Guest Post, Marcus Banks: Writing, Meet Emoji. Emoji, Meet Writing.

Introduction

In 2015 the Oxford Dictionaries Word of the Year was

Laughing emoji with tears

 

 

 

 

 

 

That’s right — in the estimation of Oxford’s editors the “face with tears of joy” emoji “best reflected the ethos, mood, and preoccupations of 2015.”

The year 2016 turned out to be a very gloomy and depressing year for many people. This year’s emoji/word, for many of us, would be

frowning emojiOxford itself did not choose an emoji as its word two years in a row. This year’s word is post-truth, which is a reflection of our fractured political times and the perils of relying on information that is provided without any gatekeepers.

Perhaps, then, Oxford’s 2015 foray into emoji was a one time dalliance. Maybe the alphabet and punctuation, which are themselves arbitrary and socially determined symbols, will continue to be the only components that we allow to form into “words.” We will fill the moat to prevent anything from threatening this settled understanding.

I hope not. Oxford was onto something in 2015. Alphabetic words are wonderful and enriching instruments of written communication, but they no longer deserve their exclusive status as the only way to convey complex ideas, emotions and thoughts. My guess is that some readers of this post resonated with the angry emoji I posted earlier very viscerally. If I had conveyed the same thought with a string of powerful words, the feeling would have been different. So it is true. A picture is worth a thousand words (or at the very least, the dozen or so words I would have used when I just pasted an emoji instead).

I Get It

The funny thing is that I love words. Right now I am re-reading Angle of Repose just because I want to, and have two books on tap for my two January book clubs. None of these books contains any pictures, just pages upon pages of glorious words.

At museums I look at the painting or sculpture for approximately 3.2 seconds, and then spend however long it takes to read the information card about that item word-for-word. Then I look once again at the art object itself, just briefly.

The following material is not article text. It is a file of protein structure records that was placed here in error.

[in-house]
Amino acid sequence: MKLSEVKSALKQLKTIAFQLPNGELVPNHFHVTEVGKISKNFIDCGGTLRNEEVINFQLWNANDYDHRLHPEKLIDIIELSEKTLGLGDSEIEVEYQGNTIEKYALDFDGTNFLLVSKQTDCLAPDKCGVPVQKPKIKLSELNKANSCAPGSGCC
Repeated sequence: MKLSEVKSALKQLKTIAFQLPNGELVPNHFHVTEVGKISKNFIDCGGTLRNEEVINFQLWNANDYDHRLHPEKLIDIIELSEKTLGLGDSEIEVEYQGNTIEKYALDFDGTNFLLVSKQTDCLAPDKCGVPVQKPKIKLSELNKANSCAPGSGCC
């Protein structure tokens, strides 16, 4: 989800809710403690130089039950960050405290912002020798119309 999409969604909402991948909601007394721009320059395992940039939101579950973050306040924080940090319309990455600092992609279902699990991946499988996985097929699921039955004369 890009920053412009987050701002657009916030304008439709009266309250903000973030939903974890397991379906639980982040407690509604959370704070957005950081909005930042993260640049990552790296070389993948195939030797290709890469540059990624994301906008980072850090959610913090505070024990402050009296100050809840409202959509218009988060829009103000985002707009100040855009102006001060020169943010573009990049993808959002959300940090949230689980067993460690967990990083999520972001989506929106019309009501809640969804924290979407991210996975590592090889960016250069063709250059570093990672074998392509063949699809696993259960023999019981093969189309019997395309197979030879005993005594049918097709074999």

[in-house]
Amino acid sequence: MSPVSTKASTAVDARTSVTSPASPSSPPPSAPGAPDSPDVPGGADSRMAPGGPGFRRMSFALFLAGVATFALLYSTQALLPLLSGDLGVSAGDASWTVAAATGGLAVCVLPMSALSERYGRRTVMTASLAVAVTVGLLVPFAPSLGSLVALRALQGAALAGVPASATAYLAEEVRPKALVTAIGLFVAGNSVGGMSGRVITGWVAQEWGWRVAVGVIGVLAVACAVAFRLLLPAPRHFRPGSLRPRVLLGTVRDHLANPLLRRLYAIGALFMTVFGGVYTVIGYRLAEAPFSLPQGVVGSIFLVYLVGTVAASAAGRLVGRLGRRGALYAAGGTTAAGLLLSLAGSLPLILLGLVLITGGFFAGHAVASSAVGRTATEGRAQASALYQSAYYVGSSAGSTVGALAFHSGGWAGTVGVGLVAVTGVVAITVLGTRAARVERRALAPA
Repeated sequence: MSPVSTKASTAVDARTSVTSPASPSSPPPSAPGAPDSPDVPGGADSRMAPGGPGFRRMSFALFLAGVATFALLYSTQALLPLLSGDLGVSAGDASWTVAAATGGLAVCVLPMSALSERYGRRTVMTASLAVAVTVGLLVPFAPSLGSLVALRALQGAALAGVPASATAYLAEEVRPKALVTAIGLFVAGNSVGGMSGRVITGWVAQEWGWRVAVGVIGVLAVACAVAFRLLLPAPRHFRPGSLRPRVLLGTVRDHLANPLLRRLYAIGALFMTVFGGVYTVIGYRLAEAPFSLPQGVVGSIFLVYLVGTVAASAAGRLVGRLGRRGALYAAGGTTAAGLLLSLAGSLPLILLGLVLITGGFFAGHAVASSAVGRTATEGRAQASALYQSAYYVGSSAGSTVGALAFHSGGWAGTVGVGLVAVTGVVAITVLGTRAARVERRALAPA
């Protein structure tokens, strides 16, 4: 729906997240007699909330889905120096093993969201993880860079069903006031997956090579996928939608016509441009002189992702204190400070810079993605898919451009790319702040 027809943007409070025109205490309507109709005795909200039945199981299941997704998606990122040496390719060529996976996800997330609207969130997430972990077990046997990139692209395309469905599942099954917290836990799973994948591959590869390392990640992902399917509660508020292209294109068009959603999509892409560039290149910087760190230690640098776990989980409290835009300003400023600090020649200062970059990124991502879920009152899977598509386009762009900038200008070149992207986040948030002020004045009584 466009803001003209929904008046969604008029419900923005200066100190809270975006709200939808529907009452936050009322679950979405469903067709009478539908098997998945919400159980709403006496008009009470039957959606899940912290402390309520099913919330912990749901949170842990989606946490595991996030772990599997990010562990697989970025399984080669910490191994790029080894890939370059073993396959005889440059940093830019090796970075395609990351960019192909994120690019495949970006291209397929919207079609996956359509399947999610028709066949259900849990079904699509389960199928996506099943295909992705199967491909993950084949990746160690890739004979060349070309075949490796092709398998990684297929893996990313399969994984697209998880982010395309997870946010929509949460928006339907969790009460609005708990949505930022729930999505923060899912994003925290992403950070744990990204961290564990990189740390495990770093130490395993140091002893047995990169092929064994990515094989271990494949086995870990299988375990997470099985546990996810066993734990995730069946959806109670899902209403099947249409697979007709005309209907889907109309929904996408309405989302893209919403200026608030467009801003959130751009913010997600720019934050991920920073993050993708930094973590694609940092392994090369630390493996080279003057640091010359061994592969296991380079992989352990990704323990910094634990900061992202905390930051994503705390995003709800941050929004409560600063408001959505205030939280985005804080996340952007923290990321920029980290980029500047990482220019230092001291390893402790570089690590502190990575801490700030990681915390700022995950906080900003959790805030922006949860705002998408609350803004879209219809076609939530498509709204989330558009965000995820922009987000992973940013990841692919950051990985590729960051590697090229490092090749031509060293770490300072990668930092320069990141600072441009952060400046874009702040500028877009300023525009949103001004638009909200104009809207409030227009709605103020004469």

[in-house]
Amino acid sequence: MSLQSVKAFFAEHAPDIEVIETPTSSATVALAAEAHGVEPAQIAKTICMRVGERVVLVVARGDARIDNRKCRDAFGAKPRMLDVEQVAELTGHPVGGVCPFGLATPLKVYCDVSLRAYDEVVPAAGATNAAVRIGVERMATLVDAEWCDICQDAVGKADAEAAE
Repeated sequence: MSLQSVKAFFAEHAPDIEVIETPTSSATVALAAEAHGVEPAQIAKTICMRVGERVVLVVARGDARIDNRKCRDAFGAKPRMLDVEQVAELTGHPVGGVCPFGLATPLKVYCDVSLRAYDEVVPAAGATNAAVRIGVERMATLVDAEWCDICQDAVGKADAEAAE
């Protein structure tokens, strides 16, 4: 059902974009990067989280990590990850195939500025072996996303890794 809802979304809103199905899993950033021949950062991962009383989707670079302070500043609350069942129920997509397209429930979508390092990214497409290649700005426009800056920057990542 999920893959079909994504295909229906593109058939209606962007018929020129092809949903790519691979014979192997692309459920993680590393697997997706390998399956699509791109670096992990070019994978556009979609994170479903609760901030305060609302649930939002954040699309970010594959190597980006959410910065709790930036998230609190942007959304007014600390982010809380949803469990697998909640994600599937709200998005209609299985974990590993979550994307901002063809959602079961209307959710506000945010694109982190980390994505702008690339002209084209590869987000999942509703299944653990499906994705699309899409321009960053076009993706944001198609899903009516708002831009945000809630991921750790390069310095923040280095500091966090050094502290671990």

One last example: IKEA directions. Apparently everyone finds those squiggly pictograms easy to follow. Everyone except me. I would much rather have every single step explained in exhaustive prose.

So yeah — words.

Word lovers should acknowledge, though, that for centuries we have enjoyed an unfair status. The reader and writer was the thoughtful person, everyone else a mere dabbler. This is true even though oral and pictorial speech actually pre-date written communication. Speaking and drawing are innate skills. Writing and reading, on the other hand, are highly artificial acquisitions. Learning to read and write well requires good education and sufficient discretionary income, which of course not everyone enjoys. There is no reason for readers and writers to feel guilty about the advantages they have enjoyed, but it would be good to acknowledge them.

In any case, emojis point to a newfound status for visual communication in our internet age. What is old is new again. Readers and writers should come to terms with the diminished status of the alphabet, rather than pining for how things used to be.

The Big Tent

For every word defender there are those who would love to see words perish. In 2012 Michael Ridley launched his “Beyond Literacy” project, which provocatively claimed that “Reading and writing are doomed.” I admire Ridley’s verve and passion, but zero sum thinking just leaves everyone grumpy. Words are here to stay, and I for one will admire tautly rendered prose for the rest of my life. I will also feel jolts of understanding and connection whenever I see an emoji that perfectly captures my mood and perspective.

Win win win. Drain the moats, everybody. Pitch a big tent instead.

Marcus Banks

Marcus Banks is a journalist with many years of experience as an academic librarian. His writing has appeared in professional journals, The San Francisco Chronicle, Prick of the Spindle, Rain Taxi, The Gotham Gazette, and Superstition Review.

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